Individuals with ASD can be overwhelmed by anxiety and their decision-making process paralyzed by understanding that most decisions are complex and involve both good and bad aspects.  Therefore, in order to regulate their emotions, the person with ASD will tend to simplify their choices by dividing them into polar opposites.  This gives them greater clarity and avoids the anxiety and emotional regulation problems associated with seeing the world as complex.

Truth be told, this describes me to a T, and I'm quite tired of apologizing for who I am.  While I do spend much of my life trying to better myself, I do know that there are psychological and personality traits, traits of mental functioning that will never change because they are literally how I am wired on a neurological level.  The difficulty I have is that those around me, even those that love me (or say they do) refuse to recognize, through either stubbornness or lack of education, that when they communicate with me, that they cannot expect me to understand complex figurative thought and language in many situations.  Or they will "drop a bomb" on me, give me an unsolvable issue and stop talking to me because THEY are frustrated? (never taking into account on how they are making ME feel.)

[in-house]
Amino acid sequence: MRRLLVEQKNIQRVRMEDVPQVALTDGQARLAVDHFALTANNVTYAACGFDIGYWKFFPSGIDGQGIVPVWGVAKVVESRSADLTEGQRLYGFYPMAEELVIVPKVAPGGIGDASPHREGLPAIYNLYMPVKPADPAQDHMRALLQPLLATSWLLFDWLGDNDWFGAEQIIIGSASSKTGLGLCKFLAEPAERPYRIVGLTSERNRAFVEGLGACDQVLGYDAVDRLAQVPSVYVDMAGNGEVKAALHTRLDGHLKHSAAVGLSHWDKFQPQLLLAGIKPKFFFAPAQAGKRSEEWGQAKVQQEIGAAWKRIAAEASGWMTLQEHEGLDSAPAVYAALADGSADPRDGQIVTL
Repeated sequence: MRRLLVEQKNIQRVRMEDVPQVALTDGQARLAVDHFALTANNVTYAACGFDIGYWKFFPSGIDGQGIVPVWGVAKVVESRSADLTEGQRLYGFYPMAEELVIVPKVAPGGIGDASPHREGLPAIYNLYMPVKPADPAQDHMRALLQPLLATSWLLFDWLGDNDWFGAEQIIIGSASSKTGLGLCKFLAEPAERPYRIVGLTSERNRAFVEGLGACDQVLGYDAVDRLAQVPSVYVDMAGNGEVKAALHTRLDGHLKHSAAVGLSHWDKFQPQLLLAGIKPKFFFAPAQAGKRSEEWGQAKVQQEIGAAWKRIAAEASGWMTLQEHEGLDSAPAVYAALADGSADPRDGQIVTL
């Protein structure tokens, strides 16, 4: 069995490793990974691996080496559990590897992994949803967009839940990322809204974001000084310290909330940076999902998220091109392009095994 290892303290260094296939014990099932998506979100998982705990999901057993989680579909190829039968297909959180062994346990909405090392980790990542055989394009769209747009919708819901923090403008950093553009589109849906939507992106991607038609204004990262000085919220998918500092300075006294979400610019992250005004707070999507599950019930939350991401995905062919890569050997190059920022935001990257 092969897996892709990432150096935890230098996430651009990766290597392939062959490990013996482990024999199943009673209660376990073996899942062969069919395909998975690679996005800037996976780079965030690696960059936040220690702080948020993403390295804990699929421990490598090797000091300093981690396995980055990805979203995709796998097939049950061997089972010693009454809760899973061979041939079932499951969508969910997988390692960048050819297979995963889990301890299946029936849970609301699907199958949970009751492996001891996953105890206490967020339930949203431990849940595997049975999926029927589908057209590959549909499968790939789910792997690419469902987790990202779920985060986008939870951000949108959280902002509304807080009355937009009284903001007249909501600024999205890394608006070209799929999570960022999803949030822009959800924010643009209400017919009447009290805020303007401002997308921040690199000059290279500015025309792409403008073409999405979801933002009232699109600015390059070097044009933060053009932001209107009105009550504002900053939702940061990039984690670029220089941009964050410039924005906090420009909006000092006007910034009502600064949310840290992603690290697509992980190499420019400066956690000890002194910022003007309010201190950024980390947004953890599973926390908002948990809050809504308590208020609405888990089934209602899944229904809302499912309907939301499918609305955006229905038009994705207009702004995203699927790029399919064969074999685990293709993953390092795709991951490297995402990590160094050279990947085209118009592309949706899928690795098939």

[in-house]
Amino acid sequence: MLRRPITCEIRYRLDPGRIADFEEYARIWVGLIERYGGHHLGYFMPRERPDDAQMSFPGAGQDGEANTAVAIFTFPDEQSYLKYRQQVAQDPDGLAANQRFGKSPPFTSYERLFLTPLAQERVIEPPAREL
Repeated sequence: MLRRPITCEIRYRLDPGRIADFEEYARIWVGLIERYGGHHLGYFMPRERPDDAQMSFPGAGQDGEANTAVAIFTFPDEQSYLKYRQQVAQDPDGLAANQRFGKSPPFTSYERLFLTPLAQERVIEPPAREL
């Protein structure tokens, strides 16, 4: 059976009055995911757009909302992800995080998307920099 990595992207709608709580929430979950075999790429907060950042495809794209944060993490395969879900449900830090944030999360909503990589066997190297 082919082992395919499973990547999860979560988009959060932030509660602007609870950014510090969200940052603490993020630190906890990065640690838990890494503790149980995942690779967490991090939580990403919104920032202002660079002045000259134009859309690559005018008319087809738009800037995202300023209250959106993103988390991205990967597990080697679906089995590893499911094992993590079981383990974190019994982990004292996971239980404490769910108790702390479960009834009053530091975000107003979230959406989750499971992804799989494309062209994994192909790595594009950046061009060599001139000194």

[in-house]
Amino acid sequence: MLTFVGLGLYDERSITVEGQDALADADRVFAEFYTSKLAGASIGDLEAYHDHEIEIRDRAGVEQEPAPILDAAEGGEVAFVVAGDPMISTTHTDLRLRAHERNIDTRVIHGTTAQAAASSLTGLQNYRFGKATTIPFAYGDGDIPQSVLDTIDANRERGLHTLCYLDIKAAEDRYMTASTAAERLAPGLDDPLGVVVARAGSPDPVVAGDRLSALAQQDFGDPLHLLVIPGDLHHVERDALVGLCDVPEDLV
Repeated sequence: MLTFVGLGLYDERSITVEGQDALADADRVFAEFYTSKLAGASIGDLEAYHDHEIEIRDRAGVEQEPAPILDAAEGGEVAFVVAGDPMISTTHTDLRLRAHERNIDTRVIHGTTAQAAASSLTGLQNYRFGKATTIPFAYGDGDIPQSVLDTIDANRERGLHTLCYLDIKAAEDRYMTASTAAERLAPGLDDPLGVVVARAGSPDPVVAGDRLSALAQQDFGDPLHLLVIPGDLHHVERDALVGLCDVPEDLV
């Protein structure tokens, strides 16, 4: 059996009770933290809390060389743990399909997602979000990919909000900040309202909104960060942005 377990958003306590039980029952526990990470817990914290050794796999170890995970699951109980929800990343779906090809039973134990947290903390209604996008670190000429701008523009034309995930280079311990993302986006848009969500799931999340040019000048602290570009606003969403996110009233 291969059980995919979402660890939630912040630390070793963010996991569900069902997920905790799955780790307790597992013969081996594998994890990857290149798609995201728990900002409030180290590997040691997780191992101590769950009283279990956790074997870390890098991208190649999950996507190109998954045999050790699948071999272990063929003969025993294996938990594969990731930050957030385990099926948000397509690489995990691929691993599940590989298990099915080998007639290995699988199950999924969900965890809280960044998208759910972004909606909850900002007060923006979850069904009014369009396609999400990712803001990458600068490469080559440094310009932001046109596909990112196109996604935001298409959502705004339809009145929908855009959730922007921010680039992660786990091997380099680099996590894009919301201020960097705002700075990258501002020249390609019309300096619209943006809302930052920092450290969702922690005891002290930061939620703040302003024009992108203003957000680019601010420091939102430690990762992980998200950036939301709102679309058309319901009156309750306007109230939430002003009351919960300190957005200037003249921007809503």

Now, there are areas where I can and need to change, but it is a great challenge, and as soon as I shift in one area, another snaps back, over and over again, so it's a never ending battle.  Some of those areas are:

  • Rigidly seeking predictable, static routines & activities.
  • Actively resisting change.
  • Controlling all activity & interactions.
  • Seeking rigid routine and self-controlled activities to avoid chaos/confusion.
  • Having a strong resistance to following the lead of others.
  • Being compulsive, repetitive, ritualistic, & self-absorbed; oppositional; self-stimulating and defiant.

As I said, it is like Dr. Doolittle's Push-me-pull-you, I work on one area of this, and another area crops up, then I work on that area, and the first one pops up again, a never ending battle.